Copyright 1999 American Medical Association. All Rights Reserved. Applicable FARS/DFARS Restrictions Apply to Government Use.1999American Medical AssociationThis is an open-access article distributed under the terms of the Creative Commons Attribution License, which permits unrestricted use, distribution, and reproduction in any medium, provided the original work is properly cited.
Within the ranks of internship classes across the country are a number of fledgling physicians who will be retiring from medicine long before they ever set up a practice. One colleague of mine is starting a computer software company. Others are dazzled by the 6-figure salaries and glamorous travel afforded by many consulting firms.
The reasons for this exodus are not difficult to understand. Frustrated by the diminished social standing, stagnant salaries, and loss of autonomy suffered by physicians, smart, hard-working young people fail to see the point of sacrificing years for little return. In Britain, many house officers must worry that they will not have jobs once they finish their training.1 The level of unhappiness among their practicing physician role models may be at an all-time high.2 There exist rewarding jobs for doctors, but with many opportunities being taken up by less costly and less well-trained physician assistants and nurse practitioners, those left are often geographically or professionally undesirable.
The phenomenon of young physicians leaving medicine begs a philosophical question medical educators and policymakers will be forced to grapple with if current trends continue. In its simplest form, the question becomes: What do we owe to those patients who have volunteered their stories and bodies to provide our training?
When we enter medical school, we enter a tacit, contractual agreement between ourselves and our patients. In exchange for the future privilege of being called "doctor," of commanding some degree of social prestige, and of earning relative financial stability, we agree to provide medical care to those who need it, in exchange for being permitted to "practice" on our teaching hospitals' patients, who might suffer an extra IV stick, a longer than usual history-taking, or even a misstep in the middle of the night.
One might argue, then, that those physicians who leave medicine during or soon after their training are violating this contract. An analogy is the National Health Service Corps, a more direct way that the government has seen fit to ensure that patient populations especially in need of health care receive it. This year the federal government will spend $302 million on this project.3 In this case, the contractual agreement is much clearer: in exchange for debt forgiveness, young physicians will practice in underserved areas of the country. A more subtle form of this contract could be said to be in operation at state-financed medical schools, many of which display a strong preference for in-state medical school and residency applicants. In this way, state governments are ensuring health care for the taxpayers who subsidize medical education. There is a choice; those who do not wish to practice where the government wishes may pay for medical school themselves.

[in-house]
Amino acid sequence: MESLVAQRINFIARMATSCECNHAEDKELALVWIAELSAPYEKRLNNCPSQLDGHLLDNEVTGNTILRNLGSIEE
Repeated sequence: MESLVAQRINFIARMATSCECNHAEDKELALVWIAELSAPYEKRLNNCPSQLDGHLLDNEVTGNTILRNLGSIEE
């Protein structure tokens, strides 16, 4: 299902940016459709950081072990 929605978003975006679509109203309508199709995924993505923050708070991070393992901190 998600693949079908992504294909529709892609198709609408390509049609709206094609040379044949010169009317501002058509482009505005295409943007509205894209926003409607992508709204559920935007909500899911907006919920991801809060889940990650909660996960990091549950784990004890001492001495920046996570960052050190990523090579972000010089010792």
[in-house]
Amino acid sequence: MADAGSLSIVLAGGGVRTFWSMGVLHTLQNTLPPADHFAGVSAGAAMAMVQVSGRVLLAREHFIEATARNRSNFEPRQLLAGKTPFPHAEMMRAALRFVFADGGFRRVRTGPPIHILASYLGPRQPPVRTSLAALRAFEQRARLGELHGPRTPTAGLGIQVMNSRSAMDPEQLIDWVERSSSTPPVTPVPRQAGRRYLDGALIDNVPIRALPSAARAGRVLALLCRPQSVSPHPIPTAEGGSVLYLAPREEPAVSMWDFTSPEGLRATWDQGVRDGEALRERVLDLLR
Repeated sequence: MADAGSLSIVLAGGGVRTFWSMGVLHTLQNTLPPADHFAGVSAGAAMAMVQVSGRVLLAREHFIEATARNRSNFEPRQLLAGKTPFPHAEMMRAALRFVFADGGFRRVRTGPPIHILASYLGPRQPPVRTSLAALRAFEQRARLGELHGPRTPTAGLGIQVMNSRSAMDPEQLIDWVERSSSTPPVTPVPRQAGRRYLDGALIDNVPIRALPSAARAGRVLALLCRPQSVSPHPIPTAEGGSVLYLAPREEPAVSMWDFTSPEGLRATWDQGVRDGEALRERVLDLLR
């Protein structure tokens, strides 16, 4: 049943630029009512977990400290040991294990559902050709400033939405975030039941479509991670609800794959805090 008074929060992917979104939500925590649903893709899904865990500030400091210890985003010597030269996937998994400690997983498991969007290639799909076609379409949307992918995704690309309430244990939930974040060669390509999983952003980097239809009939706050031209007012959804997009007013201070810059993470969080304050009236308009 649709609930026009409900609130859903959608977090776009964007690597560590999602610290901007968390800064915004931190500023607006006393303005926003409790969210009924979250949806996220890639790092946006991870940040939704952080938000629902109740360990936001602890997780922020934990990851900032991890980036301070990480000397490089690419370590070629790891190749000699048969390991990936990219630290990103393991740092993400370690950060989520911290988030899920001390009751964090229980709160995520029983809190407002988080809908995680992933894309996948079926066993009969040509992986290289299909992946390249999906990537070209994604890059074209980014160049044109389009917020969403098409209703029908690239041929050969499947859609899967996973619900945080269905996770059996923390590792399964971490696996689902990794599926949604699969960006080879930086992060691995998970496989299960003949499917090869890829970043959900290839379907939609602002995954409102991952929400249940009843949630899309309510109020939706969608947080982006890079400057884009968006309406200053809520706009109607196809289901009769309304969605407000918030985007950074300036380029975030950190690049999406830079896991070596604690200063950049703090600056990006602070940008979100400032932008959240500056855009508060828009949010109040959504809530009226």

Are those who leave medicine after enjoying this bounty then reneging on their part of the bargain and taking advantage of others' beneficence? Similarly, are those patients who refuse to give of themselves for the good of medical education being selfish and sacrificing the health care of those who come after them?
Neither of these questions has a clear answer. Society has always tolerated the knowledge that a certain percentage of those entering medical school will not practice as physicians in the usual sense. Given the tremendous debt burden incurred by these medical school graduates, some might argue that they have already paid their societal dues. Of the 83.2% of graduating medical students in 1997 who incurred educational debt, the mean debt is $80,"MSJAMA462 compared with $75,"MSJAMA103 for 1996 graduates.4 A significant proportion of those physicians who do not go on to practice are MD-PhD graduates, many of whose training is subsidized by government funds, and who are responsible for many life-saving advances. Society also values some of those who leave medicine and pursue entirely different careers. Would writers and politicians who trained as physicians be able to offer the same insights without having graduated from medical school or completed residencies?
Similarly, society should not ignore the individual in its quest for health care. Young physicians whose minds are occupied with pursuits other than medicine should not be forced to remain in the field. Patients and established doctors should ferret out the reasons why medicine seems so unattractive to younger members of the profession. Medical students and residents, however, should not take lightly the sacrifices made for them by their patients. The trickle of young physicians leaving medicine should make us come up with better guidelines and understood agreements, however, lest the trickle become a flood.
Oransky I. An Apology for Those Who Leave Medicine. JAMA. 1999;281(13):1230. doi:10.1001/jama.281.13.1230-JMS0407-5-1